Fantasies of the Subject: Affecting Selves in Contemporary American Literature
Call for chapters for an edited volume
Deadline for abstract submission: 30 December 2021
The volume is edited by Paula Barba Guerrero & Laura de la Parra Fernández
If what we need to dream, to move our spirits most deeply and directly towards and through promise, is discounted as a luxury, then we give up the core —the fountain— of our power […] we give up the future of our worlds.
—Audre Lorde, “Poetry Is Not a Luxury”
“Nations provoke fantasy”, contends Lauren Berlant (1997, 1). In The Queen of America Goes to Washington City (1997), Berlant argues that citizenship has become privatized in neoliberal America, and political discourses have turned to the private sphere and the appeal of the emotions. This way, what being an American citizen represents has become closely linked to the individual subject, their life choices, and their feelings and emotions. In short, certain choices, feelings or even identities, as Donald Pease claims, can be considered “un-American” (1994, 11). At the same time, the tendency toward the privatization of feeling and politics has developed along with neoliberalism. If, according to Foucault, neoliberalism can be understood as organisation of subjectivity (2008), the subject can then be managed by market rationality, whereby identity is turned into a series of rational consumer choices, risk-management and governmentality. The individual can thus be marketed and capitalised through emotions.
Following Benedict Anderson’s claim that nations are “imagined communities” (2006, 22), Timothy Brennan affirms that nations “are imaginary constructs that depend for their existence on an apparatus of cultural fictions in which imaginative fiction plays a decisive role” (1990, 49). In this sense, the idea of national fantasy may be propelled forward by means of cultural artifacts that sustain it, and which put forth the “correct” performance of subjectivity. Amongst them, fiction is a powerful tool to create what Lauren Berlant has called “intimate publics”, which are a group of readers and consumers who “already share a worldview and emotional knowledge that they have derived from a broadly common historical experience” (2008, ix). These productions, especially those traversed by sentimentality and addressed to an intimate public, allow, on the one hand, to voice complaints and express discomfort or disappointments at the failed expectations of the “good life” (Berlant 2011), while on the other hand they reify and uphold these normative narratives.
This volume seeks contributions that deal with representations of emotional selfhood from a variety of perspectives. Suggested topics include, but are not limited to:
- “Biofiction” and the female self
- Bodies and/in nations
- Re/productive future(s)
- National post-memories, mobility, and the American dream
- Radical hope narratives and emotional (after)lives
- Emotional fantasies and cultures: the self and/as the Other
- Environmental fiction and the anthropocene
- Visual and digital cultures
- Political emotion and intimate publics
- Pleasure narratives, affect-centered writing
- Posthuman subjectivities and the emotions of the future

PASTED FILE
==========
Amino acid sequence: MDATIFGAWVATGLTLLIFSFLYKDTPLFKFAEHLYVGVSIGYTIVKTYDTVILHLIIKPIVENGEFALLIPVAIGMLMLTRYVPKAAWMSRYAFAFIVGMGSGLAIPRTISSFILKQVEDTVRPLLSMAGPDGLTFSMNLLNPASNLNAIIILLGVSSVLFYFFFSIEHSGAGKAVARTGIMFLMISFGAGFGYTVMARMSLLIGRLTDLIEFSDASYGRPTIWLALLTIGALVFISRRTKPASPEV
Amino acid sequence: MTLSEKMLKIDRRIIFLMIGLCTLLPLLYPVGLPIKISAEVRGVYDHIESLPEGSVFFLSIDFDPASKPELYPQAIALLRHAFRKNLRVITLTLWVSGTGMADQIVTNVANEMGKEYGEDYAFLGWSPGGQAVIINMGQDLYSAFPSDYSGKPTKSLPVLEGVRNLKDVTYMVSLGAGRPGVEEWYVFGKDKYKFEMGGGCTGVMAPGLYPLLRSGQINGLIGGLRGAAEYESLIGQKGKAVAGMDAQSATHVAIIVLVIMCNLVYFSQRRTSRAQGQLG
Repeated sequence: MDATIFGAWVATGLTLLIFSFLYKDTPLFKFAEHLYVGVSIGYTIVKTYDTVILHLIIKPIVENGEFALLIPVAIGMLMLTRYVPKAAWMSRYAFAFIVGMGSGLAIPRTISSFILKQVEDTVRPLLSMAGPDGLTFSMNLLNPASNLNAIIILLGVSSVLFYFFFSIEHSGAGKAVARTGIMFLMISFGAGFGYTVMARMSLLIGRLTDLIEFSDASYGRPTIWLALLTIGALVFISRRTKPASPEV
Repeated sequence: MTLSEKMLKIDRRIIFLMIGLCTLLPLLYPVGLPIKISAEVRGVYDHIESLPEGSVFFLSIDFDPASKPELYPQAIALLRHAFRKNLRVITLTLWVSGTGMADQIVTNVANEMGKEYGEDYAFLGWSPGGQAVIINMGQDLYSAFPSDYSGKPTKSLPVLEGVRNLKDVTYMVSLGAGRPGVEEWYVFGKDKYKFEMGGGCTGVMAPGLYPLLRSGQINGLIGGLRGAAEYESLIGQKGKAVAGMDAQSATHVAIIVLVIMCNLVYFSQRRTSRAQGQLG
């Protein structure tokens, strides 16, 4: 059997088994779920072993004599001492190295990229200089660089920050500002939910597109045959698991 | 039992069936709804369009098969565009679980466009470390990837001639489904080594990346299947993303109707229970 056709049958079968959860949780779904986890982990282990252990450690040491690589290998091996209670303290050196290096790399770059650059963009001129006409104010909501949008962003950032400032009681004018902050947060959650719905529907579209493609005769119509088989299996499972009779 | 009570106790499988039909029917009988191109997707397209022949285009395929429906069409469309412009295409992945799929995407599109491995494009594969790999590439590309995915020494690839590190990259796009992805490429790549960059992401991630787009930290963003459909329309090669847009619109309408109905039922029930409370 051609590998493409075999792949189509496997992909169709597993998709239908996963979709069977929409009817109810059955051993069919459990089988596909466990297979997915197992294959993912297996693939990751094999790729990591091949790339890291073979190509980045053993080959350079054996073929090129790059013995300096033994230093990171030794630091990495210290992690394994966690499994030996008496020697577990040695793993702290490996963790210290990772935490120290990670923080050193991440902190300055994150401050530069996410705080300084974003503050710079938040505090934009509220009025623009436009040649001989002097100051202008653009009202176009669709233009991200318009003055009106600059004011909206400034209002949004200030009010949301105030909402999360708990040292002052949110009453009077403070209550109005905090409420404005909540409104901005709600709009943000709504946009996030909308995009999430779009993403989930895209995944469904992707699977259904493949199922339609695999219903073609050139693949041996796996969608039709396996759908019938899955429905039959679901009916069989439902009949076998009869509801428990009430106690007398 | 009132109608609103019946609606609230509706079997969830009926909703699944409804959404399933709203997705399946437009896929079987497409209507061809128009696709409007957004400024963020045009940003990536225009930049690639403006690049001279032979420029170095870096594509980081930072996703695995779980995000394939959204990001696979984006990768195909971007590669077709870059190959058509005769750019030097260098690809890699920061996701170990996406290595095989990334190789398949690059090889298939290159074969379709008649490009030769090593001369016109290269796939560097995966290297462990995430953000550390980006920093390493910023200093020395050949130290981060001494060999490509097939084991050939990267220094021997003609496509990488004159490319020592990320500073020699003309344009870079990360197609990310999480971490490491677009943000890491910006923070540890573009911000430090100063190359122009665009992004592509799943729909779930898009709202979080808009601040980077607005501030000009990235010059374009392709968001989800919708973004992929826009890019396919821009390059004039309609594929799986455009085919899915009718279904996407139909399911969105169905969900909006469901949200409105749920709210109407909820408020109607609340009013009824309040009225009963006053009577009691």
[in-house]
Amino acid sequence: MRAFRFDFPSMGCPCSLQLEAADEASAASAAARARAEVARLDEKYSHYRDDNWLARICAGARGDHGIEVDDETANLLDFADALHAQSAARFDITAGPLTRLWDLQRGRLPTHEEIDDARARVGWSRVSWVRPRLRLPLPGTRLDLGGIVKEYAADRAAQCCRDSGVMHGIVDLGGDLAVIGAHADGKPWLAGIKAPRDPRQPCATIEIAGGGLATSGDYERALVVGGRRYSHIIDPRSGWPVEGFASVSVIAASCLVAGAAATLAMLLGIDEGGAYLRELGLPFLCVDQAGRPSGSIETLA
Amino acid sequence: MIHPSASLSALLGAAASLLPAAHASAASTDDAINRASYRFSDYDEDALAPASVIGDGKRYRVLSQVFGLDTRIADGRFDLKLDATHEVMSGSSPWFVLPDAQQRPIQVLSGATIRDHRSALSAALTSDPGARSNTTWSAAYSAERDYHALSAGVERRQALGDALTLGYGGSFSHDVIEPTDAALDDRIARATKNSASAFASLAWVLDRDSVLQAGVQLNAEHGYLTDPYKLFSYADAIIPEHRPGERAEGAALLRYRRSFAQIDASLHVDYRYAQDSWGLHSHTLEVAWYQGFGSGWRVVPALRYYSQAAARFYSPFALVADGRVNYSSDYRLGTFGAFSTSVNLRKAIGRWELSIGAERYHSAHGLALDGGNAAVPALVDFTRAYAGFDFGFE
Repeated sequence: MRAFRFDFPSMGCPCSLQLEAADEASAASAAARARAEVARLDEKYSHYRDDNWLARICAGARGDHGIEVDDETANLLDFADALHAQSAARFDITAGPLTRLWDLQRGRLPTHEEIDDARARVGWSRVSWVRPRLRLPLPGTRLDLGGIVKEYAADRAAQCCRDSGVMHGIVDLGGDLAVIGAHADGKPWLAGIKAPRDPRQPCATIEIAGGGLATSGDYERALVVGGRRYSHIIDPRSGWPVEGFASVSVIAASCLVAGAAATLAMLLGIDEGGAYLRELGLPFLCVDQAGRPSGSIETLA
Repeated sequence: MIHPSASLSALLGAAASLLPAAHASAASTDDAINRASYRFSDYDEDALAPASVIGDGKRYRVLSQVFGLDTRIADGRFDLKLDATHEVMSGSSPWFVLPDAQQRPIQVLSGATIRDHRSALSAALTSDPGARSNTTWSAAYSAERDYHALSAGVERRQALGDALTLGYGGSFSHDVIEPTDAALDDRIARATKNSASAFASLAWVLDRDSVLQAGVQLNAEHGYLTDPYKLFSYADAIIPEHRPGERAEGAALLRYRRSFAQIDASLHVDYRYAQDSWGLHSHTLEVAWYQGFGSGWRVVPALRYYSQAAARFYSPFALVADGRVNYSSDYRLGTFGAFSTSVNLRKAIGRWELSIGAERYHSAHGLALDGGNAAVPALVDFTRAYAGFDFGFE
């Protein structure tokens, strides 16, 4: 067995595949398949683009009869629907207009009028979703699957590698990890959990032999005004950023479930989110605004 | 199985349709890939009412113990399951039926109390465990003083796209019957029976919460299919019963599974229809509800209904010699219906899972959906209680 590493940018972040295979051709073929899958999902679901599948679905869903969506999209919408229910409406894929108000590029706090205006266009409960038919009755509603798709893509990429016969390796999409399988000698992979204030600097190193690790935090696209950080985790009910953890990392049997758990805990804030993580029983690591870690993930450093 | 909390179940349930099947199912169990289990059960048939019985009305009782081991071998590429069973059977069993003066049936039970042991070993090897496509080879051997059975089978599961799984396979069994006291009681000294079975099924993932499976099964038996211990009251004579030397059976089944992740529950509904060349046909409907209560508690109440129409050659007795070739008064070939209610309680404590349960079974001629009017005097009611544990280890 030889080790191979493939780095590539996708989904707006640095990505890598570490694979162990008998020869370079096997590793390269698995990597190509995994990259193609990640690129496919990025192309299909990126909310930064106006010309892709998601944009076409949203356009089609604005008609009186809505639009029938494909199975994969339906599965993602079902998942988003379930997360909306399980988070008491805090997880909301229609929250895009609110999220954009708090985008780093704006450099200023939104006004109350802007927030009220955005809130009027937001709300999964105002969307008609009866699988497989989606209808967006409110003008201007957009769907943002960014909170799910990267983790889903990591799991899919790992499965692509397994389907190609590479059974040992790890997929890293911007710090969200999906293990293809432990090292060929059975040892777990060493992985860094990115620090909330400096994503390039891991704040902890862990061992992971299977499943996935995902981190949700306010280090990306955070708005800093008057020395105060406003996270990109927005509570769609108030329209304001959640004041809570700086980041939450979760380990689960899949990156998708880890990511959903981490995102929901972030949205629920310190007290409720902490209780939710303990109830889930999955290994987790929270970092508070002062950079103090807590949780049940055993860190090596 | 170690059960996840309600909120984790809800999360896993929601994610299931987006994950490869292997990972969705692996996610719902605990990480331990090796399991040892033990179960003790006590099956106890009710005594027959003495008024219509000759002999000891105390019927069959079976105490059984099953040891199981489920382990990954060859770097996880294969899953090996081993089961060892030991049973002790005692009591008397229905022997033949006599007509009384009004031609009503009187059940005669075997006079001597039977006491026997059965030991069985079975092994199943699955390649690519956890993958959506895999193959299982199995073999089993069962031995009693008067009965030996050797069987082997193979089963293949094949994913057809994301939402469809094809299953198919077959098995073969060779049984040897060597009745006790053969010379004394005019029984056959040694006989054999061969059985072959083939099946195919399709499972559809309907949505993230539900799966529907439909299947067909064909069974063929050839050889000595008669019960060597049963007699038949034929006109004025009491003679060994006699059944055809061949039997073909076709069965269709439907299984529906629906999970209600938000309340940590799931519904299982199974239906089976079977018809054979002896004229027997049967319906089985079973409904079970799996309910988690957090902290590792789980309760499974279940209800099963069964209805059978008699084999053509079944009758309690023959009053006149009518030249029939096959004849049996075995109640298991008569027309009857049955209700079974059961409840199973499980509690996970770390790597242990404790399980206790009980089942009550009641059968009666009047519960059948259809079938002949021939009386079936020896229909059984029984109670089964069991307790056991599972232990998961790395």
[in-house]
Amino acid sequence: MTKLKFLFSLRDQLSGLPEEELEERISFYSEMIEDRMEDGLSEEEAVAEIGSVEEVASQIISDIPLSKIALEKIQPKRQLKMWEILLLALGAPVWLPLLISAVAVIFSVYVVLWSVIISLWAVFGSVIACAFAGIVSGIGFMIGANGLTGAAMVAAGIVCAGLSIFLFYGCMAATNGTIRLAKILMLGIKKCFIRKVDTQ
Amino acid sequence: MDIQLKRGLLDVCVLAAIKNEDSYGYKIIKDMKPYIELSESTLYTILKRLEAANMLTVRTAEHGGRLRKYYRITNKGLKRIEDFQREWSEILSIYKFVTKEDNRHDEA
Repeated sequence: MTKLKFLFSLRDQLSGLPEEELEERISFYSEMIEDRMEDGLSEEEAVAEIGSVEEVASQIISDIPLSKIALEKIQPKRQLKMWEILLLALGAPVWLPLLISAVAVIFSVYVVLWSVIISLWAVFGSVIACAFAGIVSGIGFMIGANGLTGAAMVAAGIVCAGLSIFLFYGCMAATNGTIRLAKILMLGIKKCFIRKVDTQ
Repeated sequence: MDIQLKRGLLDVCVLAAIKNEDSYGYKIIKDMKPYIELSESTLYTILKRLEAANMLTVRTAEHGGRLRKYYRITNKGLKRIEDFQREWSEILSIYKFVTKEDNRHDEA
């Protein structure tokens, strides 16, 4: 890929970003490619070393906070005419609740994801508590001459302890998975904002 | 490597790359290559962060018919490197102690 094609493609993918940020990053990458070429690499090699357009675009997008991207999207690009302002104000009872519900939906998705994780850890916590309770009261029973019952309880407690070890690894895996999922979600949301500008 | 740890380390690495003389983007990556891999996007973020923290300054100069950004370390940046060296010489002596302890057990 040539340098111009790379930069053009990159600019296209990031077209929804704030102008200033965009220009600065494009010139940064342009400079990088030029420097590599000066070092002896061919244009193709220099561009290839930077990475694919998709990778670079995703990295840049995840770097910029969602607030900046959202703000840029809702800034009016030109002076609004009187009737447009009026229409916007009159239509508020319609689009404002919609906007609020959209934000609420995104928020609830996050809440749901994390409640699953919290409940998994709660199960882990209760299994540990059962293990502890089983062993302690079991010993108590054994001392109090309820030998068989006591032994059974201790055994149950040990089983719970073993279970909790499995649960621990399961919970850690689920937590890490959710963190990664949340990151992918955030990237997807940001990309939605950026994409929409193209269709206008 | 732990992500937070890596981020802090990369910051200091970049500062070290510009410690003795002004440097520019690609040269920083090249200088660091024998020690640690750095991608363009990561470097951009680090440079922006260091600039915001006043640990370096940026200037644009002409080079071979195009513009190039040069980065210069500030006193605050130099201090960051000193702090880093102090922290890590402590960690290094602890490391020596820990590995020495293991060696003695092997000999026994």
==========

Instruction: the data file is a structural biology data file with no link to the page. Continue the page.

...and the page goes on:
- Literature, emotion, and activism
Prospective contributors are expected to submit 300 to 400-word abstract proposals, including full name, affiliation, and email address to email@example.com and firstname.lastname@example.org by December 30th, 2021. Please indicate “Fantasies of the Subject Proposal” in the email’s subject.
Selected, peer-reviewed contributions will be published in 2023 by a top-tier academic press.
Ahmed, Sara. Living a Feminist Life. Durham: Duke University Press, 2017.
—. Cultural Politics of Emotion. Edinburgh: Edinburgh University Press, 2004.
—. On Being Included: Racism and Diversity in Institutional Life. Durham: Duke University Press, 2012.
—. Willful Subjects. Durham: Duke University Press, 2014.
Anderson, Benedict. Imagined Communities: Reflections on the Origin and Spread of Nationalism. London: Verso,  2006.
Berlant, Lauren. Cruel Optimism. Durham: Duke University Press, 2011.
—. The Female Complaint: The Unfinished Business of Sentimentality in American Culture. Durham; London: Duke University Press, 2008.
—. The Queen of America Goes to Washington City: Essays on Sex and Citizenship. Durham; London: Duke University Press, 1997.
—. The Anatomy of National Fantasy: Hawthorne, Utopia, and Everyday Life. Chicago; London: The University of Chicago Press, 1991.
Brennan, Timothy. “The National Longing for Form.” Nation and Narration, edited by Homi Bhabha. New York: Routledge, 1990, pp. 44–70.
Butler, Judith. The Force of Non-Violence. London: Verso, 2020.
—, Zeynep Gambetti, and Leticia Sabsay, eds. Vulnerability in Resistance. Durham: Duke University Press, 2016.
Foucault, Michel. The birth of Biopolitics: Lectures at the Collège de France, 1978–1979. London: Palgrave Macmillan, 2008.
Gilmore, Leigh. The Limits of Autobiography: Trauma and Testimony. Ithaca: Cornell University Press, 2001.
Hirsch, Marianne. The Generation of Postmemory. New York: Columbia University Press, 2012.
Illouz, Eva. Cold Intimacies: The Making of Emotional Capitalism. London: Polity, 2007.
Khair, Tabish. The New Xenophobia. Oxford: Oxford University Press, 2016.
Lorde, Audre. “Poetry Is Not a Luxury.” Your Silence Will Not Protect You. London: Silver Press,  2017, pp. 7-12..
Pease, Donald E. “National Identities, Postmodern Artifacts, and Postnational Narratives.” National Identities and Post-Americanist Narratives, edited by Donald E. Pease. Durham: Duke University Press, 1994, pp. 1–13.
- Deadline for abstract submission: December 30th, 2021
- Confirmation of acceptance: January 30th, 2022
- Book chapters due: June 30th, 2022
Dr. Paula Barba Guerrero, University of Salamanca email@example.com
Dr. Laura de la Parra Fernández, University of Salamanca firstname.lastname@example.org